THE ALLEY BOYS OF ABBEVILLE: Ja Vas Jamais Lessair Pleurer (I'll Never Let You Cry)/ Pourquois Te En Pen/ AMEDIE ARDOIN: Aimez Moi Ce Soir (Love Me Tonight)/ La Turtape De Saroied (The Turtape of Saroied)/ La Valse Des Chantiers Peteroliferes (Waltz of the Oil Field)/ La Valse Du Ballard/ Le Midland Two-Step/ Les Blues De La Prison (The Jail House Blues)/ Si Dur D'etre Seul (So Hard To Be Alone)/ Tortope D'osrun/ Tostape De Jennings (Tostape of Jennings)/ Valse Brunette/ Valse De La Pointe D'eglise (Church Point Walt)/ Valse De Mon Vieux Village (My Old Home Town Waltz)/ PERCY BABINEAUX & BIXY GUIDRY: Elle a Plurer Pour Revenir (She Cried To Come Back But She Couldn't)/ I Am Happy Now/ Waltz of the Long Wood/ BREAUX FRERES: Egan One Step/ La Valse D'auguste (August Waltz)/ La Valse Des Pins (Pinewood Waltz)/ CONNOR & GRADER: Lake Arthur Two Step/ Valse De Boscoville/ ANATOLE CREDURE: Black Bayou One Step/ Gasport One Step/ Lacassine Waltz/ Lake Charles Waltz/ THE DIXIE RAMBLERS: I've Got a Gal/ La Musique Encore, Encore/ JOE FALCON: A Cowboy Rider/ Fe Fe Ponchaux/ La Marche De La Noce/ Rayne Special/ Vieux Airs/ DUDLEY & JAMES FAWVOR: La Valse De Creole/ BLIND UNCLE GASPARD: Mercredi Soir Passe/ THE GUIDRY BROTHERS: Homme Abandonne/ Le Garcon Chez Son Pere/ Le Garcon Negligent/ Le Mes Beaux Yieux/ Le Recommendation Du Soulard/ DELIN T. GUILLORY & LEWIS LAFLEUR: Ma Petite Blonde (My Little Blonde)/ THE HACKBERRY RAMBLERS: Blue Eyes/ Bonnie Blue Eyes/ Bring It Down To the Jailhouse Honey/ Dobie Shack/ Don't Ever Trust a Friend/ Green Valley Waltz/ High Mountain Blues/ Just Because/ Louisiana Moon/ Mama Don't Allow No Hanging Around/ My Little Girl/ On Top of the World/ Sonny Boy/ Su Charin/ Te Ma Pris De La Maison/ Wandering Man, The/ HARRINGTON, LANDRY & STEWARD: La Stomp Clreole (Sic)/ Ta Aura Regret/ THE JOLLY BOYS OF LAFAYETTE: Abbeville/ Cata Houla Breakdown/ High Society/ Jolie (Brunette)/ La Valse De La Lafayette/ Old Man Crip/ Tant Que Tu Est Avec Moi (As Long As You're With Me)/ There'll Come a Time/ SYDNEY LANDRY: Confession D'amour/ La Vlouse Francaise/ LE JEUNNE & FRUGE: La Valse De La Veuve/ Le Petit One Step/ THE LOUISIANA ROUNDERS: Alons Kooche Kooche/ Ayou, Ayou, Mon Petite Chien Pour Edete (Where,Oh Where Has My Little Dog G/ Bon Whiskey/ Je Vue Ta Figure Dans La Lune (I Saw Your Face In the Moon)/ La Valse a Karo/ Quatre Ou Cinq Fois (Four or Five Times)/ DENUS MCGHEE & AMEDE ARDOIN: Sunset (Sunset)/ Tout Que Rest C'est Mon Linge/ MCGHEE & COURVILLE: Allon a Tassone/ Disez Goodbye a Votre Mere/ MILLER'S MERRYMAKERS: It's the Top of Everything/ Lake Arthur Waltz/ Merrymaker's Hop/ Over the Waves/ THE RIVERSIDE RAMBLERS: Let's Go Fishing/ She's One of Those/ THE SEGURA BROTHERS: Bury Me In a Corner of the Yard/ My Sweetheart Run Away/ FLOYD SHREVE: Darling of Yesterday/ THE THIBODEAUX BOYS: La Manvais Femme/ La Vieux Valse a Ma Belle/ Ma Petite Chere Ami/ Par De Su Les Lames/ ADAM TREHAN: Arcadian Waltz/ Do You Think Work is Hard?/ The Pretty Girls Don't Want Me/ The Waltz of Our Little Town/ JOE WERNER & THE RAMBLERS: The Answer To "Weeping Willow"/ The Lonesome Wanderer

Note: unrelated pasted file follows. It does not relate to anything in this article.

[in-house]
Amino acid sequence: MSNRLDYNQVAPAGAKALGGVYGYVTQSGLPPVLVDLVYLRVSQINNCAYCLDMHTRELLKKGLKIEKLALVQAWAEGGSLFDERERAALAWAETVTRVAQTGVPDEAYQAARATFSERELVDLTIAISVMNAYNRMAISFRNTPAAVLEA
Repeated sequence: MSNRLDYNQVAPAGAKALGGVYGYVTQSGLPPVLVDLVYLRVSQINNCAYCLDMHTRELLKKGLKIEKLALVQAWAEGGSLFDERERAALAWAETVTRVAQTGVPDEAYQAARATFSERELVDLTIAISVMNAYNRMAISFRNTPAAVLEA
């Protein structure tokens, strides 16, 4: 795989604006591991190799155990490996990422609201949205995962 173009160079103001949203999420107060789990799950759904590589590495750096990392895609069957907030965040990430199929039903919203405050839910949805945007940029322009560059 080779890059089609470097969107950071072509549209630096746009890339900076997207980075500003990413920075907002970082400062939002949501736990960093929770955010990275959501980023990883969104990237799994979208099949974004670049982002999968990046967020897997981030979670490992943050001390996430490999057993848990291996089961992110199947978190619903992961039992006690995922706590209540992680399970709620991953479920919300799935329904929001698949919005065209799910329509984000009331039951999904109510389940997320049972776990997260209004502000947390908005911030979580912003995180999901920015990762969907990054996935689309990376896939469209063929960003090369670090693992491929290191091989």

VARIOUS ARTISTS Not Now 505 Cafe Hawaii ● CD $11.98
Two CDs, 50 tracks, recommended
Enjoyable introduction to the distinctive musical sounds of Hawaii both vocal and instrumental. Material ranges from the late 1920s to early 60s and includes hot steel guitar work from Sol Hoopii and Roy Smeck, slack key guitar solos from Leonard Kwan, vocals with slack key featuring Kwan on slack key with various vocalists and more pop oriented songs from Alfred Aholo Apaka. (FS)